• January 22, 2024

    PacifiCorp Should Pay $45M To 9 Wildfire Victims, Jury Hears

    Nine people who fled their homes during a Labor Day 2020 wildfire outbreak each deserve at least $5 million from the owner of Pacific Power, their lawyers told a Portland, Oregon, jury in closing arguments Monday, while the company said reasonable numbers would be much lower.

  • January 22, 2024

    Iowa County's CO2 Pipeline Rules Are Preempted, Judge Told

    The developer of a proposed interstate carbon dioxide pipeline has told a federal judge that rules restricting its project passed last week in Palo Alto County, Iowa, are preempted by federal law, as the company pointed to a ruling last month blocking two other local ordinances.

  • January 22, 2024

    World Cup Workers' Abuse Claims Are Misdirected, US Co. Says

    Filipino laborers who claimed they were subjected to abusive work and living conditions while helping build facilities for the 2022 FIFA World Cup in Qatar aimed their ire in the wrong direction, a U.S. construction company told a Colorado federal judge in a bid to dismiss the suit.

  • January 22, 2024

    Feds Defend Ability To Take Land Into Trust For Alaska Tribes

    The U.S. government is urging an Alaska federal judge to reject the state of Alaska's arguments that the Interior Department's decision to take a 787-square-foot piece of land in downtown Juneau in trust for the Central Council of Tlingit and Haida Indian Tribes oversteps its authority or threatens state jurisdiction.

  • January 22, 2024

    Holland & Knight Brings On Greenspoon Public Finance Pros

    A pair of former Greenspoon Marder LLP public finance attorneys who both have about four decades of experience in their practice area have jumped to Holland & Knight LLP, the firm announced Monday.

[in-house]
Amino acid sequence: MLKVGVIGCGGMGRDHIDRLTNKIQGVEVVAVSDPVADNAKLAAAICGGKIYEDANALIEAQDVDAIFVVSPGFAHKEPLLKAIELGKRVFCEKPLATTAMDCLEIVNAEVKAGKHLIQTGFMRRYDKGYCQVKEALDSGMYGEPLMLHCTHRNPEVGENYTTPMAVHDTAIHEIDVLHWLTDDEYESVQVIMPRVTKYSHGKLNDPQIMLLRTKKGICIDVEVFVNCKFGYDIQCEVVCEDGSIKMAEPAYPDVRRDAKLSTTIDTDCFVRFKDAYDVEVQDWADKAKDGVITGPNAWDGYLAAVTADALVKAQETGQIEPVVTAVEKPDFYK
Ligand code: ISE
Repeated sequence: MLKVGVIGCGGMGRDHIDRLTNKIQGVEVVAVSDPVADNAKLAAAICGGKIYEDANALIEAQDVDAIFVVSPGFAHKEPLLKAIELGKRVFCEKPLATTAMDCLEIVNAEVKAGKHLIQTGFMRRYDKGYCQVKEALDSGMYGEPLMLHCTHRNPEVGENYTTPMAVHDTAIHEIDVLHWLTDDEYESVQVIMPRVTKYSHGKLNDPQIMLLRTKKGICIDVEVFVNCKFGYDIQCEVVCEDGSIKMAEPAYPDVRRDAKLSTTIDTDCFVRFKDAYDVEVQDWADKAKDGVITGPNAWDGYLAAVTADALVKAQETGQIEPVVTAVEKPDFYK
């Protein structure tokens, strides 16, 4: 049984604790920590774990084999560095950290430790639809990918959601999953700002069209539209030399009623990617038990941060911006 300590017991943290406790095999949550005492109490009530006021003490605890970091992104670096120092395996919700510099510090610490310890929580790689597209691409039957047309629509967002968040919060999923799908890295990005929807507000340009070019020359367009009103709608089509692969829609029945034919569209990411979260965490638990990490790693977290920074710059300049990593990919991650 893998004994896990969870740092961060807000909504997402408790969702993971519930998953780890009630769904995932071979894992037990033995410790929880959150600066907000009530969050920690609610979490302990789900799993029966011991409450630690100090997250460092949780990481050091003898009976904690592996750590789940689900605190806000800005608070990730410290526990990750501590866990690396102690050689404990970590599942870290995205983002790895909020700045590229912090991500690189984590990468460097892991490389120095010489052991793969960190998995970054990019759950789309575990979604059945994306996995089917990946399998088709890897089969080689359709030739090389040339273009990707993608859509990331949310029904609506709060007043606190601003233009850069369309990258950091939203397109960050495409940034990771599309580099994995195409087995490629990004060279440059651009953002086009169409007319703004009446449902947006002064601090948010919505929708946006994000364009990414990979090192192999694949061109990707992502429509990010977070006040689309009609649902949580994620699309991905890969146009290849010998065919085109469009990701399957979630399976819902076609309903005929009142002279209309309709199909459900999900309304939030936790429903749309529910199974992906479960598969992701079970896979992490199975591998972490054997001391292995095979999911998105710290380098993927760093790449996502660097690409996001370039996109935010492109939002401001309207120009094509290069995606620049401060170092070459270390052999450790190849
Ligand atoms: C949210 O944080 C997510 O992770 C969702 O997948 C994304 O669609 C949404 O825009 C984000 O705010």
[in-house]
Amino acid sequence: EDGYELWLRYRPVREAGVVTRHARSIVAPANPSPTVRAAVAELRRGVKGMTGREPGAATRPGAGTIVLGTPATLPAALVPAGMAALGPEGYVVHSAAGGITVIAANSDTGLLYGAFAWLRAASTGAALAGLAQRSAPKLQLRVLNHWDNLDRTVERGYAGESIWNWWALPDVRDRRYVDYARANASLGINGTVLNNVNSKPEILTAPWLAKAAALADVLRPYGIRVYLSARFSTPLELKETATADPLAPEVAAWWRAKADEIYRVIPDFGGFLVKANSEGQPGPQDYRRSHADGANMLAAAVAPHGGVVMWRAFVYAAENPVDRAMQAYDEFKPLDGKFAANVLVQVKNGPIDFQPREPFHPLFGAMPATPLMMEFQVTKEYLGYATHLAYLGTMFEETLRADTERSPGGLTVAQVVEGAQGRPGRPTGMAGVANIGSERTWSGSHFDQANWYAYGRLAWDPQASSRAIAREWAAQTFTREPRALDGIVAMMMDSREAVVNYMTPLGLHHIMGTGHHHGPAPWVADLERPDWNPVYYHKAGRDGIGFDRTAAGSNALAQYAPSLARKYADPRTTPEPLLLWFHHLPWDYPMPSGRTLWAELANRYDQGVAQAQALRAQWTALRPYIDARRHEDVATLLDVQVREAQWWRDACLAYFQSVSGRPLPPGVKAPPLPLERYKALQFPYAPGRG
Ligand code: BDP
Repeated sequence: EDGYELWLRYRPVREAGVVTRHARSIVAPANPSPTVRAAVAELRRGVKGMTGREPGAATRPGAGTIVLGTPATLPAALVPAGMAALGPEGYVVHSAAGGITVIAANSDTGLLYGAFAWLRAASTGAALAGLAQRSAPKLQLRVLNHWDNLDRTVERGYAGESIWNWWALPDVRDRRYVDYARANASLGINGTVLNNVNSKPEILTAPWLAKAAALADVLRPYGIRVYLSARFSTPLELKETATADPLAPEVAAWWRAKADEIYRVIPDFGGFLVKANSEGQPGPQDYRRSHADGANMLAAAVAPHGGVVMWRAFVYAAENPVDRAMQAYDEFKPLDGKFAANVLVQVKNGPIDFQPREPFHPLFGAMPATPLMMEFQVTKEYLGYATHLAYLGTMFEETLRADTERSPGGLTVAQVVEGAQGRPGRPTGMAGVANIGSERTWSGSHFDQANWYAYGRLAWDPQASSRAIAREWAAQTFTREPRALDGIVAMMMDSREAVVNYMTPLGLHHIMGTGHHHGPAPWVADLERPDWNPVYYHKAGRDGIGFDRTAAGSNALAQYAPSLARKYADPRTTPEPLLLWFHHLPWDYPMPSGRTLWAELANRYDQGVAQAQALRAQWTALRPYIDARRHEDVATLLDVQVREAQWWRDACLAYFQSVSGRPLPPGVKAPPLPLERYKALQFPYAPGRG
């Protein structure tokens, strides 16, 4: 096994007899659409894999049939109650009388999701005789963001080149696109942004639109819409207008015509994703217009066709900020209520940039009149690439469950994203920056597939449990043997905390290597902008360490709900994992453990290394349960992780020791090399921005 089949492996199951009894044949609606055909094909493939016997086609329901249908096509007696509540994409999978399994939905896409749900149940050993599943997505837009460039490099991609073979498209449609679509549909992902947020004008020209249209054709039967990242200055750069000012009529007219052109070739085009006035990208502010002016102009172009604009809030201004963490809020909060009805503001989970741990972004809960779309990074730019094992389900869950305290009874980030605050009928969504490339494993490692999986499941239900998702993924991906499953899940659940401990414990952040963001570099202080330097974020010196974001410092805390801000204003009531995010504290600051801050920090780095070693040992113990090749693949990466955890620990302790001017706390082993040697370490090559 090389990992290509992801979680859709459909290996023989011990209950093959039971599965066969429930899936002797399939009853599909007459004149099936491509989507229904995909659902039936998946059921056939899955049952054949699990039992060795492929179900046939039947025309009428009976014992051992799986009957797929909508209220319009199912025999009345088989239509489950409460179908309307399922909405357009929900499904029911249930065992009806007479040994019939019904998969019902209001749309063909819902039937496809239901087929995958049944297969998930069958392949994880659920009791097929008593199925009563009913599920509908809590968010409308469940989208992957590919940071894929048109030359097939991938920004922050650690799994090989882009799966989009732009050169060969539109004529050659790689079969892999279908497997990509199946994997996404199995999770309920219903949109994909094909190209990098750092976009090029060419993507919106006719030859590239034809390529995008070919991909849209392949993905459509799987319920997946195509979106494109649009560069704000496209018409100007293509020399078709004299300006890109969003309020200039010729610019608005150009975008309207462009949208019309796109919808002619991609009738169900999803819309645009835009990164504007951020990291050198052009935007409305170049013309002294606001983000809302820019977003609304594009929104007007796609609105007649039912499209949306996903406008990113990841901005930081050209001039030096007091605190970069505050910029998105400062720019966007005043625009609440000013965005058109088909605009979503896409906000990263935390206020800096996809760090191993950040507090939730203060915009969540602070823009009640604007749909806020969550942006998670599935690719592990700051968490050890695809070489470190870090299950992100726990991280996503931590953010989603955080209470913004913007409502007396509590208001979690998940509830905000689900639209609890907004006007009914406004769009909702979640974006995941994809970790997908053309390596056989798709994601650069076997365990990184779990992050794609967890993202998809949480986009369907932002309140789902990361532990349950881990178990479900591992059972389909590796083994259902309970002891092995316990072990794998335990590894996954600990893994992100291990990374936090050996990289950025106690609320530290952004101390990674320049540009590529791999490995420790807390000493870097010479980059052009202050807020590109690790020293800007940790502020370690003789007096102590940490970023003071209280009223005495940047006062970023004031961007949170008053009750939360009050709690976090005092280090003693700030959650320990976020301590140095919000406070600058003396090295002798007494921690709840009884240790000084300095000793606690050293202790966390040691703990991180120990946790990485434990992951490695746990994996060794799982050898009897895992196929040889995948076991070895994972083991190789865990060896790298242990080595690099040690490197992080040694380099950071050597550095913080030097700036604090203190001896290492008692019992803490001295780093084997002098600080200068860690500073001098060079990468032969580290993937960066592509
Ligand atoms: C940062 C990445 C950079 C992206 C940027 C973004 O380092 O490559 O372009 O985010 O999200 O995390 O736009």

• January 19, 2024

    Law360 Names Firms Of The Year

    Eight law firms have earned spots as Law360's Firms of the Year, with 55 Practice Group of the Year awards among them, steering some of the largest deals of 2023 and securing high-profile litigation wins, including at the U.S. Supreme Court.

  • January 19, 2024

    Law360 Names Practice Groups Of The Year

    Law360 would like to congratulate the winners of its Practice Groups of the Year awards for 2023, which honor the attorney teams behind litigation wins and major deals that resonated throughout the legal industry this past year.

  • January 19, 2024

    Property Plays: Thorofare, Greystone, Brennan

    Thorofare Capital has loaned $26 million for a San Diego multifamily property, Greystone has provided $40.3 million for a multifamily property in Indiana and Brennan Investment Group has picked up a 263,000-square-foot Cincinnati industrial building.

  • January 19, 2024

    Insurer Says Wash. Judge Must Alter COVID Coverage Ruling

    A Liberty Mutual unit asked a Washington state judge to alter his ruling of this month that the University of Washington established a plausible claim to recover losses from the COVID-19 pandemic, arguing that the decision ignores key differences among the university's policies. 

  • January 19, 2024

    Army Corps Escapes Ohio River Tugboat Service Suit

    An Ohio federal judge has let the U.S. Army Corps of Engineers out of a construction and asphalt company's suit over an allegedly unauthorized tugboat service on the Ohio River, writing in his opinion that the Corps is not properly a defendant just for owning the land the service is using.

  • January 18, 2024

    Biz, Insurer Settle $10.5M Military School Construction Dispute

    A contractor and its insurer have settled a $10.5 million lawsuit seeking coverage for shoddy construction work on a school on a military base, according to a joint statement Thursday in Maryland federal court.

  • January 18, 2024

    Va. Landlord Charged With Preying On Low-Income Minorities

    A Virginia grand jury has indicted a Hampton-based landlord for an alleged scheme to rake in government housing-assistance payments by exploiting vulnerable African American tenants whom he threatened to evict for late payments using violence and racist remarks.

Expert Analysis

  • Contract Disputes Recap: Timeliness, Evidence, Fact-Finding

    Author Photo

    Edward Arnold and Bret Marfut at Seyfarth Shaw look at three recent opinions from three stages of government contract claims litigation about avoiding untimeliness by ticking procedural boxes, supporting factual positions at the summary judgment stage and how the appellate boards review default terminations.

  • The Importance Of Sustainable, Resilient Construction Design

    Author Photo